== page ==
Facebook: Ranking The Trustworthiness Of News

Facebook users, unfortunately are not the best when it comes to telling the difference between what’s true, and what’s not. It is very common for Facebook users to share any news they see, whether or not it is actually reliable, without stopping to really check before.  This occurs for two main reasons. One, users want the false information to be taken as true. And secondly, many just don’t know the difference.

 

Overly common media illiteracy is the main factor that needs to be given attention and dealt with. It is something that has been a challenge for too long and will likely last until either the end of Facebook or the end of time, depending on what comes to an end first.  Mark Zuckerberg, the founding father of Facebook has decided to make it his mission to correct this digital media illiteracy issue but giving more power to the literature.

 

Zuckerberg made a Facebook post sharing that he has requested from his product teams to make a special emphasis on ensuring that news is local, trustworthy and informative.  He also admits that there is much too much misinformation and polarization in today’s world, and that his social media platform enables users to share information faster than ever before. How this is only now become an important issue still remains questionable.

 

 

It is of no doubt that action needs to be taken. But the difficult part is to really decide which news sources should be considered reliable, especially so in today’s world with such a division.  This decision is one that could be attempted to be made ourselves, however we are not quite comfortable making it.  Facebook considered hiring experts, who would have the responsibility of choosing what is objective, and what is not. The other option considered was to ask the Facebook community themselves in order to rank the reliability of news.

 

Facebook chose the latter, and has made the decision to rely merely on their users and their own biases and subjectivity.  Facebook explains that they will prioritize certain media outlets by questioning their 2 billion users, things such as how familiar they are with a certain source, and whether or not they trust the source.   The concept behind this method is that certain news organizations are trusted solely but their own readers, while others are trusted throughout society as a whole, even people who do not directly follow them.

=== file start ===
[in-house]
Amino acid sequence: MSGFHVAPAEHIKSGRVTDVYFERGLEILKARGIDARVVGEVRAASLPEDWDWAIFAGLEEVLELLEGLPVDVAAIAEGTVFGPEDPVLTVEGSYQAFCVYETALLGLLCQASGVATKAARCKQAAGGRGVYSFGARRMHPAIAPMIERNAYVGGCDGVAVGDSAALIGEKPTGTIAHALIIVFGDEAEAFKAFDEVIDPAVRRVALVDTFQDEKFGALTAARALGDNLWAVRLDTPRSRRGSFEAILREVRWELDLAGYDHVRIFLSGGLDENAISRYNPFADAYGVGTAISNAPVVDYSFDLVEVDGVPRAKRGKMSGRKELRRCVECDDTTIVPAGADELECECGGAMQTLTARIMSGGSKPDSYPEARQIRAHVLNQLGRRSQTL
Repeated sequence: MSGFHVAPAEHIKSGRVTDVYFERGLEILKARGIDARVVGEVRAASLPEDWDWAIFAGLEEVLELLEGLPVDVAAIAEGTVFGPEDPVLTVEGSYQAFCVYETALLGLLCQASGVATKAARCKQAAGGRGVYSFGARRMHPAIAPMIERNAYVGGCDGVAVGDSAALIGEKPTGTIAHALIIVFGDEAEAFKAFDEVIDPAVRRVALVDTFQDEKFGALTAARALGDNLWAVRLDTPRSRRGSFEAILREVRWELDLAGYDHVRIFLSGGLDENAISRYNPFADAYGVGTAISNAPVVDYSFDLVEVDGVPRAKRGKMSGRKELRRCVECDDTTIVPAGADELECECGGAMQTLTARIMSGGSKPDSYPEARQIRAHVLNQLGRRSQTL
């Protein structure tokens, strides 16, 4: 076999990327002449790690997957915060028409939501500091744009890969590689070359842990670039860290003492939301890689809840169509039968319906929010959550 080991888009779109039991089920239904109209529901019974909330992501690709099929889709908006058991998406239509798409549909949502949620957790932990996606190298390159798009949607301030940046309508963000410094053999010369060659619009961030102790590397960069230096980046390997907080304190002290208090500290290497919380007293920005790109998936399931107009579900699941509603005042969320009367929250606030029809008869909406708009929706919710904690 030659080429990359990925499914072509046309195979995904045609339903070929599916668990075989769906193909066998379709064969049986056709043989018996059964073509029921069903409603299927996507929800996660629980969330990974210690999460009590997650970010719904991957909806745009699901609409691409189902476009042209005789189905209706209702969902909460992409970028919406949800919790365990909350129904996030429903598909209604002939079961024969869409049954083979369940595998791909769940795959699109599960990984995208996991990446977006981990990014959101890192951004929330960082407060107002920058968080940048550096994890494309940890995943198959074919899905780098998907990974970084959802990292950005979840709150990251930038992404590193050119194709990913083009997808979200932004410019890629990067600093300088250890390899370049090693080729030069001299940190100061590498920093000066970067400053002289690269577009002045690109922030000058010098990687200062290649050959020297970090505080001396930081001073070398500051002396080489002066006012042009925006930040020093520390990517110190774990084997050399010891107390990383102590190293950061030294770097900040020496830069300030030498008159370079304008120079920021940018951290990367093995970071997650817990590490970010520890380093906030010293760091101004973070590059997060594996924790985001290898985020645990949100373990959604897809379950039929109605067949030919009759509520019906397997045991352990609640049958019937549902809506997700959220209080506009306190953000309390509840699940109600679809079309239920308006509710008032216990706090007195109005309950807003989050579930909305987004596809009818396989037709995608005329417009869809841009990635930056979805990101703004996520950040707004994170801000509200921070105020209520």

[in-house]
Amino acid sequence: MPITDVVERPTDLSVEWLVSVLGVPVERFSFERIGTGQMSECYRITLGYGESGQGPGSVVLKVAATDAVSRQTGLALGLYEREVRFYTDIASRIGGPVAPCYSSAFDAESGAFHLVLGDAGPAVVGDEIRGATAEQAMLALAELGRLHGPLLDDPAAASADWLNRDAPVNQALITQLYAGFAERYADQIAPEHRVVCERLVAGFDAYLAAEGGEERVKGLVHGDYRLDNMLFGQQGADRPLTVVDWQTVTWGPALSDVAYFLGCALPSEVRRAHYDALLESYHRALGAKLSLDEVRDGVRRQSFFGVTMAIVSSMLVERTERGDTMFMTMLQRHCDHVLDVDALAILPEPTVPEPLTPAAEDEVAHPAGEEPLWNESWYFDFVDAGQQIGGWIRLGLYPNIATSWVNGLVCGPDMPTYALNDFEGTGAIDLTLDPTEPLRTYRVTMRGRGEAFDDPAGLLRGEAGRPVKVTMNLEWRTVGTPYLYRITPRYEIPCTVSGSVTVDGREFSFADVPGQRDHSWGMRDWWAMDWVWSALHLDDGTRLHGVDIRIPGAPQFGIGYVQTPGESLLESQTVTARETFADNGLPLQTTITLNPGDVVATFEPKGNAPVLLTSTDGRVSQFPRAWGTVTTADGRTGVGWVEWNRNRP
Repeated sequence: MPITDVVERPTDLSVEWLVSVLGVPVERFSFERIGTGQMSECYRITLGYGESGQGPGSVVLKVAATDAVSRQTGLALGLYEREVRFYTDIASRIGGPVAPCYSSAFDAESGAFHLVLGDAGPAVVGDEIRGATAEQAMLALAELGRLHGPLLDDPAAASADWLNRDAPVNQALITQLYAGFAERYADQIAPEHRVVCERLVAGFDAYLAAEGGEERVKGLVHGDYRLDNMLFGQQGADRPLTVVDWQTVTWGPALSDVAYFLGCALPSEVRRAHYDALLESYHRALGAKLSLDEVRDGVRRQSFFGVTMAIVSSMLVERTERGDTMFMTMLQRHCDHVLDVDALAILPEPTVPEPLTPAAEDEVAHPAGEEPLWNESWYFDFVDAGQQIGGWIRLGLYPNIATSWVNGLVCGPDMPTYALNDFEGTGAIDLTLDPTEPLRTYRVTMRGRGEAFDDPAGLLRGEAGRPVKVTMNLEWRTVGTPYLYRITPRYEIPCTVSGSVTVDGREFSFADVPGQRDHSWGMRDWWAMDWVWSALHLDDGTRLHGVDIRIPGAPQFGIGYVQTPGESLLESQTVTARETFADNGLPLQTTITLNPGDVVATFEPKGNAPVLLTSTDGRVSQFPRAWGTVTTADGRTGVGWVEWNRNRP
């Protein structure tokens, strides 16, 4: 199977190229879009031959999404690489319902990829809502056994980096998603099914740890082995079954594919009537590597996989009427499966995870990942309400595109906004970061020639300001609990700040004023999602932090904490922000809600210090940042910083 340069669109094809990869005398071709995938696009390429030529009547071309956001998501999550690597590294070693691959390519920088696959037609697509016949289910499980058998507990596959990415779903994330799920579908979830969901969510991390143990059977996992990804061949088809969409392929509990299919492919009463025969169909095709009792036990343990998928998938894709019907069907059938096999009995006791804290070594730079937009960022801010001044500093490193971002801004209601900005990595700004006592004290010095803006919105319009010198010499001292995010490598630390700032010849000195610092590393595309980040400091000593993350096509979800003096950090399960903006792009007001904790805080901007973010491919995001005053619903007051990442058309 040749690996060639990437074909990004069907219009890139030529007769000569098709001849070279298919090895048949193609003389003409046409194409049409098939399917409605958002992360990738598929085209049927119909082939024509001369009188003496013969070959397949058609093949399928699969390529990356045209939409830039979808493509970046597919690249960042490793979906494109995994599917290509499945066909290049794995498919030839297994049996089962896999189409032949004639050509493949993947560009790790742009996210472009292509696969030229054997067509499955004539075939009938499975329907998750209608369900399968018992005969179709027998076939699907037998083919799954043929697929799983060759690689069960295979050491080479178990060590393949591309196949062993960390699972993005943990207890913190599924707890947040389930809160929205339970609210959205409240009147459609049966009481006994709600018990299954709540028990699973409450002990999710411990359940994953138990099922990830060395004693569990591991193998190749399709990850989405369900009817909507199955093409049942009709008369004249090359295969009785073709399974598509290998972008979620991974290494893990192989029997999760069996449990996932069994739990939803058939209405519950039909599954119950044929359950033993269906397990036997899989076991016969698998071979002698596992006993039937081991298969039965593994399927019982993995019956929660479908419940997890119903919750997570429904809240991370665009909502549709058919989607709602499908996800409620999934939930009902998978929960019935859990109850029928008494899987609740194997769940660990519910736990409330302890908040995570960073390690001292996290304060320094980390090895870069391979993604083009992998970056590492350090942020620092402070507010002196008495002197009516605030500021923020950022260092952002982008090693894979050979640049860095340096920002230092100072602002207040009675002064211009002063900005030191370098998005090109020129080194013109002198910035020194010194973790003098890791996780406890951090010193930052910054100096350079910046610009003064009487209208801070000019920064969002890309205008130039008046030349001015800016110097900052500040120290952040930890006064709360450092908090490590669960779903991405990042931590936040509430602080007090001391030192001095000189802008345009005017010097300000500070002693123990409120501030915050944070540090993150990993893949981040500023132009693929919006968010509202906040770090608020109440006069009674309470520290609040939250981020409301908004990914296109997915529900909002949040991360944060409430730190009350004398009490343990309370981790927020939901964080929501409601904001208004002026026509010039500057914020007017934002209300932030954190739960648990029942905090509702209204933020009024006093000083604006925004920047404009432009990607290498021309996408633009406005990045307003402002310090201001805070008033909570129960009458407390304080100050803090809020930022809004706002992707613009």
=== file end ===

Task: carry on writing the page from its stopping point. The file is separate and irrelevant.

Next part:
Either Facebook is unaware, or is just not quite ready to handle the fact that people inevitably will have certain biases and loyalties to certain sources.  A user that likes to share content will very likely vote that the source is highly trustworthy.  Without this, people are openly admitting that they both share and read false information, and we all have egos much bigger than that to really settle for that. The surveys, according to a Facebook representative, have the intention of ensuring that people can gain more content from their preferred sources, which should in theory, come together with more trusted sources.

 

Facebook is giving all of the responsibility to it’s community as well as the algorithm, and are fairly reluctant to take any further measures, would could cause discomfort and negative response from their users.

 

How the surveys will actually work has yet to be released, and it is still unclear what the affect will be on new or smaller sources. It seems as though that as long as Facebook exists, this problem will too.

 

 

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